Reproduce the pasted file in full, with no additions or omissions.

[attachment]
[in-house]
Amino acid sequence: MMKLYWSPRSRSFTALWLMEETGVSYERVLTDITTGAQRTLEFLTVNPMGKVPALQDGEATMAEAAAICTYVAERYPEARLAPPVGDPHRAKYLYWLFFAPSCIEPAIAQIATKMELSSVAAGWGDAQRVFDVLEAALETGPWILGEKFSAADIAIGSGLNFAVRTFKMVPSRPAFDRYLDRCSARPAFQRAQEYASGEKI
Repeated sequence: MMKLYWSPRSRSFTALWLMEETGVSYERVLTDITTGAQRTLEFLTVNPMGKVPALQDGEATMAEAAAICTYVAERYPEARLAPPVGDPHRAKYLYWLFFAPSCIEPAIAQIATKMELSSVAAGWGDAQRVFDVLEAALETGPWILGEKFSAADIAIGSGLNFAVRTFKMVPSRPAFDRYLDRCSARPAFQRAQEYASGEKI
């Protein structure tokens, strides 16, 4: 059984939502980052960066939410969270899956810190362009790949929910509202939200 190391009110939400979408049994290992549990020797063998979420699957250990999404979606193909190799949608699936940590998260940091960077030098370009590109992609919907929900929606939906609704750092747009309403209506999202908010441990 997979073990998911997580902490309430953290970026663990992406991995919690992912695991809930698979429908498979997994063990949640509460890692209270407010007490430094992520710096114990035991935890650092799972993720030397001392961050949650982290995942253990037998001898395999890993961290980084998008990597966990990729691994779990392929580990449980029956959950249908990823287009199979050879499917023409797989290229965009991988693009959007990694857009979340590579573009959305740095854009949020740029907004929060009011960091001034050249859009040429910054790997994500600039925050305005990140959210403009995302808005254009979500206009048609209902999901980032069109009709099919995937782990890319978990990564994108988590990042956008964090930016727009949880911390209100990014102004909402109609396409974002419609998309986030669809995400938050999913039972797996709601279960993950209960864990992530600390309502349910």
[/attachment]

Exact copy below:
[in-house]
Amino acid sequence: MMKLYWSPRSRSFTALWLMEETGVSYERVLTDITTGAQRTLEFLTVNPMGKVPALQDGEATMAEAAAICTYVAERYPEARLAPPVGDPHRAKYLYWLFFAPSCIEPAIAQIATKMELSSVAAGWGDAQRVFDVLEAALETGPWILGEKFSAADIAIGSGLNFAVRTFKMVPSRPAFDRYLDRCSARPAFQRAQEYASGEKI
Repeated sequence: MMKLYWSPRSRSFTALWLMEETGVSYERVLTDITTGAQRTLEFLTVNPMGKVPALQDGEATMAEAAAICTYVAERYPEARLAPPVGDPHRAKYLYWLFFAPSCIEPAIAQIATKMELSSVAAGWGDAQRVFDVLEAALETGPWILGEKFSAADIAIGSGLNFAVRTFKMVPSRPAFDRYLDRCSARPAFQRAQEYASGEKI
């Protein structure tokens, strides 16, 4: 059984939502980052960066939410969270899956810190362009790949929910509202939200 190391009110939400979408049994290992549990020797063998979420699957250990999404979606193909190799949608699936940590998260940091960077030098370009590109992609919907929900929606939906609704750092747009309403209506999202908010441990 997979073990998911997580902490309430953290970026663990992406991995919690992912695991809930698979429908498979997994063990949640509460890692209270407010007490430094992520710096114990035991935890650092799972993720030397001392961050949650982290995942253990037998001898395999890993961290980084998008990597966990990729691994779990392929580990449980029956959950249908990823287009199979050879499917023409797989290229965009991988693009959007990694857009979340590579573009959305740095854009949020740029907004929060009011960091001034050249859009040429910054790997994500600039925050305005990140959210403009995302808005254009979500206009048609209902999901980032069109009709099919995937782990890319978990990564994108988590990042956008964090930016727009949880911390209100990014102004909402109609396409974002419609998309986030669809995400938050999913039972797996709601279960993950209960864990992530600390309502349910």